Bonneville Speedway

Coordinates: 40°45′45″N 113°53′44″W / 40.76250°N 113.89556°W / 40.76250; -113.89556
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Bonneville Salt Flats Race Track
Phoenix diesel truck running at Bonneville, August 2003
Bonneville Speedway is located in Utah
Bonneville Speedway
Bonneville Speedway is located in the United States
Bonneville Speedway
Nearest cityWendover, Utah
Coordinates40°45′45″N 113°53′44″W / 40.76250°N 113.89556°W / 40.76250; -113.89556
Area36,650 acres (14,830 ha)
NRHP reference No.75001826[1]
Added to NRHPMarch 16, 1984

Bonneville Speedway (also known as the Bonneville Salt Flats Race Track) is an area of the Bonneville Salt Flats northeast of Wendover, Utah, that is marked out for motor sports. It is particularly noted as the venue for numerous land speed records. The Bonneville Salt Flats Race Track is listed on the National Register of Historic Places.[1]

The salt flats were first used for motor sports in 1912, but did not become truly popular until the 1930s when Ab Jenkins and Sir Malcolm Campbell competed to set land speed records.

A reduction of available racing surface and salt thickness has led to the cancellation of events at Bonneville, such as Speed Week in 2014 and 2015.[2] Available racing surface is much reduced with just 2.5 miles (4.0 km) available[2] instead of the 9-mile (14 km) courses traditionally used for Speed Week.[3]

Track layouts[edit]

Salduro is a ghost town located on the south boundary of Bonneville Speedway, next to the Western Pacific Railroad. Salt Lake City newspapers ran an advertisement in 1914 for a special train to Salduro where the "fastest machines in the world will compete for the world's record on the famous salt beds, which afford the finest races in America. No dust." Salt Lake City mayor Samuel C. Park and Utah Governor William Spry attended.[4] A rest area on Interstate 80 was built on the former settlement, and a plaque there commemorates the land speed records.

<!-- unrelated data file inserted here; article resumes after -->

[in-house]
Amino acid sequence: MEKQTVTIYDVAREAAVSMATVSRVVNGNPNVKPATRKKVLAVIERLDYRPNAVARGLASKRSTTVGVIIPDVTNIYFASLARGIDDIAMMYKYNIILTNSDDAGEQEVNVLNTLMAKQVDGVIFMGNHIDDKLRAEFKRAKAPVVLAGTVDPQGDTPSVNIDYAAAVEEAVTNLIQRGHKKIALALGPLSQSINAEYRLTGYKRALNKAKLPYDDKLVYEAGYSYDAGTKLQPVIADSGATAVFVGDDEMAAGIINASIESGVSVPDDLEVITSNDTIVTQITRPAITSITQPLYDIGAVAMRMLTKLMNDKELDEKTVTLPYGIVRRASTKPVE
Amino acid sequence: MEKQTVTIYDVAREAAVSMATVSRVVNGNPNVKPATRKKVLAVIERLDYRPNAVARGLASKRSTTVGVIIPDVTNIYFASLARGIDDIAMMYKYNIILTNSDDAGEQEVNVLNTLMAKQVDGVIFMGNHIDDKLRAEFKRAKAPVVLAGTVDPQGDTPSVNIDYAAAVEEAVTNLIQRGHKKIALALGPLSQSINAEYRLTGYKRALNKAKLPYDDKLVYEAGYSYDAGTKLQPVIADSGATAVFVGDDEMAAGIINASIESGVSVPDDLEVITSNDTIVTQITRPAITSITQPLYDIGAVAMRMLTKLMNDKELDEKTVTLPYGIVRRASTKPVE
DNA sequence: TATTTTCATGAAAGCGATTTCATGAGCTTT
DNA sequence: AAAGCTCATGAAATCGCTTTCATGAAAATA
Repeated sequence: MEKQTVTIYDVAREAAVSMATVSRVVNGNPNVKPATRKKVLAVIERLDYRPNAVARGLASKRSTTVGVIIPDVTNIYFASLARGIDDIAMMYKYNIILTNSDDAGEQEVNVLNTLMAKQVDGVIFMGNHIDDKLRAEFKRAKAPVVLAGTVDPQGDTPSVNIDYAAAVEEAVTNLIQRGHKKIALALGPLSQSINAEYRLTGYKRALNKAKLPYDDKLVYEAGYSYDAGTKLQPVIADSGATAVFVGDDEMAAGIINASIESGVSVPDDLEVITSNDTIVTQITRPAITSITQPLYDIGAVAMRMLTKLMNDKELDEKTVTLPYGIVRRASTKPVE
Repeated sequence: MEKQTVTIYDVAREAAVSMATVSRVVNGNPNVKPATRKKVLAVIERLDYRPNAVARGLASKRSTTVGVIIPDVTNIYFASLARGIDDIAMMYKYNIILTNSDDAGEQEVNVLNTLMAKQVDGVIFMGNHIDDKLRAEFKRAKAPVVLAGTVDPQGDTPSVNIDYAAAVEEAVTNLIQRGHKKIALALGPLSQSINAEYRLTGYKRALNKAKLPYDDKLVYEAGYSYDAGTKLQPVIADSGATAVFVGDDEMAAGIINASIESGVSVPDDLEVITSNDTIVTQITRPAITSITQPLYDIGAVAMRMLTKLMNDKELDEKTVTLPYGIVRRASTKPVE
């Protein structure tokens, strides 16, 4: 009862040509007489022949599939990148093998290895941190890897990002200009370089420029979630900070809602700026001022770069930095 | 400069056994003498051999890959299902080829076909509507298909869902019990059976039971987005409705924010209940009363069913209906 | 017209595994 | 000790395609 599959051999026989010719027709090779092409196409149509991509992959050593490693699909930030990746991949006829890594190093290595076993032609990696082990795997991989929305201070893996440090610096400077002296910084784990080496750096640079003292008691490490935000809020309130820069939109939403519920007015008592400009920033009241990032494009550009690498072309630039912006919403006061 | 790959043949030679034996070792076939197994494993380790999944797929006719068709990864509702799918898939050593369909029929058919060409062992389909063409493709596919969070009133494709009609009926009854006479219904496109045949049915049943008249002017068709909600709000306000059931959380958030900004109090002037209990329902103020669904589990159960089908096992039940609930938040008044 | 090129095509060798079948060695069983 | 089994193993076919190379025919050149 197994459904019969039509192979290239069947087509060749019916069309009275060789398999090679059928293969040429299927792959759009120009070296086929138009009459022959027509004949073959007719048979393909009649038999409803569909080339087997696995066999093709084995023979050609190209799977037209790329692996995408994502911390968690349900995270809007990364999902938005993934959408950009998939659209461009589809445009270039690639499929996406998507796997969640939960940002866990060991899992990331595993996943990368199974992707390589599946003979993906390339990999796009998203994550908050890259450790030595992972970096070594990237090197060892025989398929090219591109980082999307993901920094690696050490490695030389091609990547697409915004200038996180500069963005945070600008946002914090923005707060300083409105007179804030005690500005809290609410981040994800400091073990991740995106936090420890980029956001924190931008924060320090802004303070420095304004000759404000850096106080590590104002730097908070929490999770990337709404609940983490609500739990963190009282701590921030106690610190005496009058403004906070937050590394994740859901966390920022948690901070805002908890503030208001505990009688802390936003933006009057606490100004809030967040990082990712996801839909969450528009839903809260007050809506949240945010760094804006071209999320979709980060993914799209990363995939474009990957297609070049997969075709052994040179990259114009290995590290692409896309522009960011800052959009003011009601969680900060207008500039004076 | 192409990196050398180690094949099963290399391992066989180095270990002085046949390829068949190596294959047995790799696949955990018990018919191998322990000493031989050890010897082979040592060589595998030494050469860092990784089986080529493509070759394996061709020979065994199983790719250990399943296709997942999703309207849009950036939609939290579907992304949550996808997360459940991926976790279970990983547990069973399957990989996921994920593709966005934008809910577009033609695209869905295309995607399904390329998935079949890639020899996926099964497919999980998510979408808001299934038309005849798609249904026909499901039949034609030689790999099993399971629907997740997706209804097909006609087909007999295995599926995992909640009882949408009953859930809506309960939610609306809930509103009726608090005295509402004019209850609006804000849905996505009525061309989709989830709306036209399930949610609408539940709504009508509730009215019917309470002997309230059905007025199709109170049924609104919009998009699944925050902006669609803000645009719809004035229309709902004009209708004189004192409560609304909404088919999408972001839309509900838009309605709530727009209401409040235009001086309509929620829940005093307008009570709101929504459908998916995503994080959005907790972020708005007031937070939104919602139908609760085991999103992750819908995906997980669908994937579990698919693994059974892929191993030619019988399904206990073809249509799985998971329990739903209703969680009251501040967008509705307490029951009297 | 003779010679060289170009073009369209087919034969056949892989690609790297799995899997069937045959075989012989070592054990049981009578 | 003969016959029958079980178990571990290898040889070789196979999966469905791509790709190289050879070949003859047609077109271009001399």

Historically, the speedway was marked out by the Utah Department of Transportation at the start of each summer. Originally, two tracks were prepared; a 10-mile (16 km) long straightaway for speed trials and an oval or circular track for distance runs, which was typically between 10 and 12 miles (16 and 19 km) long depending on the condition of the salt surface.

Since at least the 1990s, track preparations have been the responsibility of the event organizers. Days or weeks in advance, the track preparers identify an area best suited for their track layouts and begin grading the tracks. Surveyors are brought in to survey the timing trap distances. A day before racing begins, the track markers are added.

Originally, the straightaway was marked with a broad black line down its center. This was eventually changed to lines down either side, as the center line wore out too quickly. As the costs for painting the lines has gone up, organizations have switched to flags and cones as track markers. The last event to use black lines was Speed Week, August 2009.[5]

The number of tracks and the timed sections for each track are set according to what is most beneficial for each event. Large public meets such as Speed Week run as many as four tracks with several timed miles, usually starting with the second mile and running to the fifth mile. Smaller meets that typically only run world record attempts will utilize a single track, with one timed mile and one timed kilometer in the middle of the track. Additional marks and cones indicate the end of the track and the position of timing equipment.

Deteriorating track conditions[edit]

BLM interpretive sign at the Bonneville Salt Flats Rest Area on westbound Interstate 80, September 2015

The annual Speed Week was cancelled in both 2014 and 2015, as were many land-speed racing events, due to deteriorating track conditions.[2][3] Heavy rains caused a layer of mud from surrounding mountains to flow onto the flats, covering approximately 6 mi (9.7 km) of the track. Although another section of the flats would normally be used, nearby salt mining operations had reduced the size of the alternative track.[3]